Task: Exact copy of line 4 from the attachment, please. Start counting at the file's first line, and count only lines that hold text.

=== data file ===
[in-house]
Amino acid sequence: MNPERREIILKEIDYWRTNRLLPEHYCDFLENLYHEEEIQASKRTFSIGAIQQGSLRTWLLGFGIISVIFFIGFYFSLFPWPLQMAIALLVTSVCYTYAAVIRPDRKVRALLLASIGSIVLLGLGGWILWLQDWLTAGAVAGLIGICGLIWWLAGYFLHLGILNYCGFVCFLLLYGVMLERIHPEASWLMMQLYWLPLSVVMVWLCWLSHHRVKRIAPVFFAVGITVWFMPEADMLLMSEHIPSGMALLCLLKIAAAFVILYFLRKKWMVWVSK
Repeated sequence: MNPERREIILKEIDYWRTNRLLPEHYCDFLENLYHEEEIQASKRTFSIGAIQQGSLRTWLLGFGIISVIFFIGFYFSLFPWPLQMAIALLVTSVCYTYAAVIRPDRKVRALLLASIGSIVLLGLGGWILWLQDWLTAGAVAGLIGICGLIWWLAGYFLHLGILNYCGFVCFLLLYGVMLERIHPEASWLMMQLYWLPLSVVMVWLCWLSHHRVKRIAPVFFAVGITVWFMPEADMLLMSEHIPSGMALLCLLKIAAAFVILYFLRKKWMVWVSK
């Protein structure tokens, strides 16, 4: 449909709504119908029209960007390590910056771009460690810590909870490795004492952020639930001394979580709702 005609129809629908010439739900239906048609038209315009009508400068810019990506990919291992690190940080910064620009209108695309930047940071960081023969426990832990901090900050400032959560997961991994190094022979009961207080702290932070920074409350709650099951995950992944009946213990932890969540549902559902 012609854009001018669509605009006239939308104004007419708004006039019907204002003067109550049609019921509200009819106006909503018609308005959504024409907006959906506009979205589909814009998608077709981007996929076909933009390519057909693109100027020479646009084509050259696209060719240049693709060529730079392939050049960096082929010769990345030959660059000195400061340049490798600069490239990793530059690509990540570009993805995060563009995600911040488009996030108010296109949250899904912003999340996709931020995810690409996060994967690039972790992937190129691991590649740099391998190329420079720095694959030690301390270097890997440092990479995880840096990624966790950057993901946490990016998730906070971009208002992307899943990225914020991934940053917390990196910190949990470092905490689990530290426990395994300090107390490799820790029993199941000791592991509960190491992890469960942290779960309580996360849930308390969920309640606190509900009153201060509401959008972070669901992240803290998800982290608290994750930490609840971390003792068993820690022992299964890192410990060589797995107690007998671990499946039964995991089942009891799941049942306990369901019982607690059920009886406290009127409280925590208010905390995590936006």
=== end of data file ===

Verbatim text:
């Protein structure tokens, strides 16, 4: 449909709504119908029209960007390590910056771009460690810590909870490795004492952020639930001394979580709702 005609129809629908010439739900239906048609038209315009009508400068810019990506990919291992690190940080910064620009209108695309930047940071960081023969426990832990901090900050400032959560997961991994190094022979009961207080702290932070920074409350709650099951995950992944009946213990932890969540549902559902 012609854009001018669509605009006239939308104004007419708004006039019907204002003067109550049609019921509200009819106006909503018609308005959504024409907006959906506009979205589909814009998608077709981007996929076909933009390519057909693109100027020479646009084509050259696209060719240049693709060529730079392939050049960096082929010769990345030959660059000195400061340049490798600069490239990793530059690509990540570009993805995060563009995600911040488009996030108010296109949250899904912003999340996709931020995810690409996060994967690039972790992937190129691991590649740099391998190329420079720095694959030690301390270097890997440092990479995880840096990624966790950057993901946490990016998730906070971009208002992307899943990225914020991934940053917390990196910190949990470092905490689990530290426990395994300090107390490799820790029993199941000791592991509960190491992890469960942290779960309580996360849930308390969920309640606190509900009153201060509401959008972070669901992240803290998800982290608290994750930490609840971390003792068993820690022992299964890192410990060589797995107690007998671990499946039964995991089942009891799941049942306990369901019982607690059920009886406290009127409280925590208010905390995590936006």